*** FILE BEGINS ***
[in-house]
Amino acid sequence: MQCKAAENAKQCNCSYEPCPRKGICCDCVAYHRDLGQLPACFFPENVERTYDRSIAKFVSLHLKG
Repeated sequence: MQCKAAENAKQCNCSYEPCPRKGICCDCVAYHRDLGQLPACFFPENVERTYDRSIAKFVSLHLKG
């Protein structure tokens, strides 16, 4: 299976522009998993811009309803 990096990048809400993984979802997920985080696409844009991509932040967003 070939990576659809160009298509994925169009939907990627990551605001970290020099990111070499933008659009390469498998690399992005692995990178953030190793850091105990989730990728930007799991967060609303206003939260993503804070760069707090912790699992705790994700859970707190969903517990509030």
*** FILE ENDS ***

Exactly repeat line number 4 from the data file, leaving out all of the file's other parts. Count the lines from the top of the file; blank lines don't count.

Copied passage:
């Protein structure tokens, strides 16, 4: 299976522009998993811009309803 990096990048809400993984979802997920985080696409844009991509932040967003 070939990576659809160009298509994925169009939907990627990551605001970290020099990111070499933008659009390469498998690399992005692995990178953030190793850091105990989730990728930007799991967060609303206003939260993503804070760069707090912790699992705790994700859970707190969903517990509030």